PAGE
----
The New York Times put out an editorial regarding what they call “rampant prosecutorial misconduct” which is occurring in both state and federal courts. They observe that prosecutor offices are often set up to disincentivize prosecutors from handing over exculpatory evidence. The piece cites an appellate judge stating, “only judges can stop” Brady violations. But prosecutors office’s, elected positions, can be also held to account by the community to which they serve. The more impacted communities understand the power they wield, the more courts and their institutions can be held to higher standards of fairness and justice.
Rampant Prosecutorial Misconduct — By THE EDITORIAL BOARD In the justice system, prosecutors have the power to decide what criminal charges to bring, and since 97 percent of cases are resolved without a trial, those decisions are almost always the most important factor in the outcome. That is why it is so important for prosecutors to play fair, not just to win. This obligation is embodied in the Supreme Court’s 1963 holding in Brady v. Maryland, which required prosecutors to provide the defense with any exculpatory evidence that could materially affect a verdict or sentence. read more >>>
Media coverage, and our own media, chronicling the culmination of a year long campaign to beat back a challenge to our county’s immigrant detainer policy. This win for public safety & immigrants rights is a result of efforts by the FIRE Coalition, the Public Defender’s Office, and wisdom of the BOS. (Click here or image to go to Storify page that has videos, articles, infographics, tweets, and more from the win!)
Check out this moving video made by De-Bug’s Jean Melesaine on Lisa Carter, the first woman in Santa Clara County who won her release from a life sentence due to Proposition 36. Judge Deborah Ryan granted Lisa release after serving 18 years in prison for a $150 shoplifting charge (her 3rd strike), with the tremendous support from her family, friends, community, and public defender. This video will be part of the Time Saved series, chronicling stories of families bringing loved ones home from incarceration.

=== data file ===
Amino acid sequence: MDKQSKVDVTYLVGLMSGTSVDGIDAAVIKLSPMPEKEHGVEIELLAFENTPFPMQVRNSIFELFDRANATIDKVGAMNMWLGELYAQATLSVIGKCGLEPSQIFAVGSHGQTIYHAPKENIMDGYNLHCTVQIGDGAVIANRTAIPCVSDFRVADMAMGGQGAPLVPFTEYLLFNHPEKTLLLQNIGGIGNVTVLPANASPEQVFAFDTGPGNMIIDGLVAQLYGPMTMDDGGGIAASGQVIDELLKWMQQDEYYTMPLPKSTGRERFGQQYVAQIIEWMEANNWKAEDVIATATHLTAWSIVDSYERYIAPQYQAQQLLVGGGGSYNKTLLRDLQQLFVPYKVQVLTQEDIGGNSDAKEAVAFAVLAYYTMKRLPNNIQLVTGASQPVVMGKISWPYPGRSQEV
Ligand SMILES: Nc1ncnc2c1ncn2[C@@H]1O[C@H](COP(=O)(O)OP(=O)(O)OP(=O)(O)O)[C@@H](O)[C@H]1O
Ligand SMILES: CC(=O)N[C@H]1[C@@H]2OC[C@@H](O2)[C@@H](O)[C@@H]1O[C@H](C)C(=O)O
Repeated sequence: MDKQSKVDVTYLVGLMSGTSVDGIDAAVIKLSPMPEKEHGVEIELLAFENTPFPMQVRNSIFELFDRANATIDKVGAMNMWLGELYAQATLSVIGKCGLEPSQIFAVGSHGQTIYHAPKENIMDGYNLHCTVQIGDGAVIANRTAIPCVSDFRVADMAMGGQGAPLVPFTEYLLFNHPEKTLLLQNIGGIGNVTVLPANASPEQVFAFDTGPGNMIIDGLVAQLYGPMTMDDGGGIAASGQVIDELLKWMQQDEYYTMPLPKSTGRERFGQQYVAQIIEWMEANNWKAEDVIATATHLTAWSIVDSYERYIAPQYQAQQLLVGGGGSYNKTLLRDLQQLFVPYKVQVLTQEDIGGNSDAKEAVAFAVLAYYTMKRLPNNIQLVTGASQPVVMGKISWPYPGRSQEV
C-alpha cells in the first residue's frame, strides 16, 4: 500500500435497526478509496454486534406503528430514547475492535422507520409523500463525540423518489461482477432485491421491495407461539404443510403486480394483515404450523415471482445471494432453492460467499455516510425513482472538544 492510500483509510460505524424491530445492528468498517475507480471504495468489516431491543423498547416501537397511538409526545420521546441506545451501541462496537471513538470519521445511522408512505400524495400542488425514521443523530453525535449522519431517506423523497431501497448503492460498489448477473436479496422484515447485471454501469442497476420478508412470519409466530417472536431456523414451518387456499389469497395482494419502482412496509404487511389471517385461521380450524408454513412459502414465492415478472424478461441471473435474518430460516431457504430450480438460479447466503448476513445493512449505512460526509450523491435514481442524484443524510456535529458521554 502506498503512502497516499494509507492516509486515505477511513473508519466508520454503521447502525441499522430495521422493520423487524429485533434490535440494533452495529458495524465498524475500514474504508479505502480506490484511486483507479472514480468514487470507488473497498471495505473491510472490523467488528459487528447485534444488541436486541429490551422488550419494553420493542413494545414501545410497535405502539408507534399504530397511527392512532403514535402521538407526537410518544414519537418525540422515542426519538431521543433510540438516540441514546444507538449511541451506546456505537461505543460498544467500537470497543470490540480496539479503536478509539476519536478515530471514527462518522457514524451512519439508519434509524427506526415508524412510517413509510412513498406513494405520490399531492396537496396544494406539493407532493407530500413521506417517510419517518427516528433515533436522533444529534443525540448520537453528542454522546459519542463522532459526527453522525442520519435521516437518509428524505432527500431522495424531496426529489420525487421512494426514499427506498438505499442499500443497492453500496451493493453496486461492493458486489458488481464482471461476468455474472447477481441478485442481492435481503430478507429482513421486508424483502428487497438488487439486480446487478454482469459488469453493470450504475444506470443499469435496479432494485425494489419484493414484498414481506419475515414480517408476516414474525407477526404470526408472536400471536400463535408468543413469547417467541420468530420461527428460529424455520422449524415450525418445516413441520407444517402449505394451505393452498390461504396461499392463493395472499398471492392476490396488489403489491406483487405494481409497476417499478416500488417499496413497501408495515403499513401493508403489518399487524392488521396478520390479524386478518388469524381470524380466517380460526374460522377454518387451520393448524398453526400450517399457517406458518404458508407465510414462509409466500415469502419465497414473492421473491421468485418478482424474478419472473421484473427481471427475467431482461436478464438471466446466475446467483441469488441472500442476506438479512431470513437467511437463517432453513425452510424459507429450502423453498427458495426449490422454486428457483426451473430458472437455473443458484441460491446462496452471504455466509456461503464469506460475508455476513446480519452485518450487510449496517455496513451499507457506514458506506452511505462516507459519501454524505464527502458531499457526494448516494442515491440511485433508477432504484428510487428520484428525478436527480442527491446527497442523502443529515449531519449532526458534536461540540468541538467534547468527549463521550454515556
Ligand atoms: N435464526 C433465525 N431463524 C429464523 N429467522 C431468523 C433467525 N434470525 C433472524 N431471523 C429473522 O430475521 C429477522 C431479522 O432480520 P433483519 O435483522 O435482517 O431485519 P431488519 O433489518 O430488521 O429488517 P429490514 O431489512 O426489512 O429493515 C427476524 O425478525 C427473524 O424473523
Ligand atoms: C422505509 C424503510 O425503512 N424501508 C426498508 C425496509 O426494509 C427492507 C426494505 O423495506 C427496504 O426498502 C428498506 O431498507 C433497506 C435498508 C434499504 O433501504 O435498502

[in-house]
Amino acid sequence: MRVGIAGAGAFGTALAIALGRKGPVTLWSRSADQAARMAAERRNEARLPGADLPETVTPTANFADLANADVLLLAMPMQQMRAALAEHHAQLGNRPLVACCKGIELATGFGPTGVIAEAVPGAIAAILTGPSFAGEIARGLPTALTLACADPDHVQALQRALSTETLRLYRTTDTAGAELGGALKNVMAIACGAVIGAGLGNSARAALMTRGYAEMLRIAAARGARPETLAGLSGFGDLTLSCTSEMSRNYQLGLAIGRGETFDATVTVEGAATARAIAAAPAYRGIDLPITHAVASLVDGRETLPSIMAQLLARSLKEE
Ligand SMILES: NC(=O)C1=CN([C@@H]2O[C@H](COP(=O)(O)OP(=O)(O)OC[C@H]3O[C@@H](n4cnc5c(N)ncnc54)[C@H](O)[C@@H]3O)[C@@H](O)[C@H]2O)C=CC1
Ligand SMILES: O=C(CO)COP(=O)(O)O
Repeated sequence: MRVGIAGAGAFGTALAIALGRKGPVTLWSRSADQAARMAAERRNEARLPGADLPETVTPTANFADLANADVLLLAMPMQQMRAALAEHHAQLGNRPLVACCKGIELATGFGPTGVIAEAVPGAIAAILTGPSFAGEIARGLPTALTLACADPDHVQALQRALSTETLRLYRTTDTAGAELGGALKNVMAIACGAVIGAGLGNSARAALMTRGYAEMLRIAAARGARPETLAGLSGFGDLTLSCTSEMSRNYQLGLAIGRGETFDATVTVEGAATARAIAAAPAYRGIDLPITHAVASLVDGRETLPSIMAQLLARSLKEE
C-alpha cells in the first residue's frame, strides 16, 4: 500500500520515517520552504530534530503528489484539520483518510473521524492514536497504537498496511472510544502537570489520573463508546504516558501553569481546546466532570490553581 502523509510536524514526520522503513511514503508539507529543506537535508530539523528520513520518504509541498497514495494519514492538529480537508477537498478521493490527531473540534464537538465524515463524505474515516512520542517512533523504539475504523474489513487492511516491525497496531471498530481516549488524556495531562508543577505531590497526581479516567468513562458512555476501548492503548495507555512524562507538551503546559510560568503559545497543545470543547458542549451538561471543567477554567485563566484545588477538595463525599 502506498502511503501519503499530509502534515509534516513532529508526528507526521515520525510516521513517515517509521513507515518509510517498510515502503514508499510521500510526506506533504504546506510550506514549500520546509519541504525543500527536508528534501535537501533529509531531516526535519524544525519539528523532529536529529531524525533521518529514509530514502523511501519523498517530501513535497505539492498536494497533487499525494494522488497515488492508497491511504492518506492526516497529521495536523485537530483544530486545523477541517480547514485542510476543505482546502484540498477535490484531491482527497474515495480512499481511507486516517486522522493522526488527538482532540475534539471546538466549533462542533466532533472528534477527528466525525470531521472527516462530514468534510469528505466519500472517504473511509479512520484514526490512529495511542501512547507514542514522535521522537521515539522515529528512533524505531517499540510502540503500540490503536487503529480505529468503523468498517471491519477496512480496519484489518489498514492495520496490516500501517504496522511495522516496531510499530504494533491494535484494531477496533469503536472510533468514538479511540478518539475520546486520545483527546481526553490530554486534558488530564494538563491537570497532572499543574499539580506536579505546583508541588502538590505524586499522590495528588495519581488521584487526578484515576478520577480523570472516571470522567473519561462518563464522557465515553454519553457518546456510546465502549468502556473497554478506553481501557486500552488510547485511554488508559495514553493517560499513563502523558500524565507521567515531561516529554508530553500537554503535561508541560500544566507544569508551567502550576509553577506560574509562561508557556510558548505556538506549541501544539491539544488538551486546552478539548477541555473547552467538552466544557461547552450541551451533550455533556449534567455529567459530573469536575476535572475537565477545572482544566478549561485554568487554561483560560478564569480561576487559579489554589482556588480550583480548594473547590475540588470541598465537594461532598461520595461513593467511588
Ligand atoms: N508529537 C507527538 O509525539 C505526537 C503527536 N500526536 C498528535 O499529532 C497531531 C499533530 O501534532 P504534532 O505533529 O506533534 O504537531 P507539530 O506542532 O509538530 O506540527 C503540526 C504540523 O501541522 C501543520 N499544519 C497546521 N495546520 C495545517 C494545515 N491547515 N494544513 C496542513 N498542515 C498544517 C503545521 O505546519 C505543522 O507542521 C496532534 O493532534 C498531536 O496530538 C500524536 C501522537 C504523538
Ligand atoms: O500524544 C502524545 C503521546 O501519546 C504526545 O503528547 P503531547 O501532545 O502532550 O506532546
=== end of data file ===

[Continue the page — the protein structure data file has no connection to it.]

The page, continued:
Having spent 17 years behind the walls, Steeda McGruder, founder of Sisters That Been There, was hesitant to watch a show about women in prison. Once she did see Orange is the New Black, she says the show amazingly “nails it” — the hardships, the relationships, and the internal struggle.
By Steeda McGruder
I hesitated when friends told me to watch Orange is the New Black. Being that that I’ve spent the last 17 years of my life behind the walls, I figured unless it was different than all the other prison shows that never got it right, I could wait. It wasn’t until a good friend told me, “Yo like foreal, you need to watch this, it hella reminds me of you,” that I actually sat down and watched it.
I automatically understood the show from the women I saw in the introduction. I saw the faces of all the different types of women that go in and out — some have piercings, some have scars from the street life or drug abuse, some are clear eyed and clear faced, some are dirty, some skinny, some bigger. I could immediately relate to the main character, Piper (who is based on Piper Kerman who wrote a book about her incarceration), while thinking of all my trips to the big house — having to turn yourself in and the thoughts about the choices, the wanting to change the past and turn the clock back. Continue reading
The month marks the 50th anniversary of one of the most significant Supreme Court decisions this country’s criminal justice system has ever known – Gideon V. Wainwright. The case, along with later decisions, cemented the 6th amendment right to counsel for anyone, regardless if they have the ability to pay for an attorney or not. To protect this right, we now have indigent defense systems (such as Public Defender’s Offices and Private Defender Panels) in counties and states, which serve the eighty percent of people who face criminal charges.
Chances are the only people who are going to recognize this date – both to honor the historic victory and acknowledge how far our indigent defense systems have to go to fulfill the promise of Gideon – will be lawyers. But the condition of indigent defense systems in 2013 is not a discussion only for attorneys. That’s like saying the need to solve a medical issue that affects 80 percent of everyone who enters a hospital should only be had amongst the doctors. Continue reading
Below is an op-ed authored by a powerful collective of civic leaders in Santa Clara County that just appeared in the Mercury News. We thank Supervisor Dave Cortese, Public Defender Molly O’Neal and Executive Director of the Domestic Violence Advocacy Consortium Cynthia Hunter for courageously standing up to protect our policy.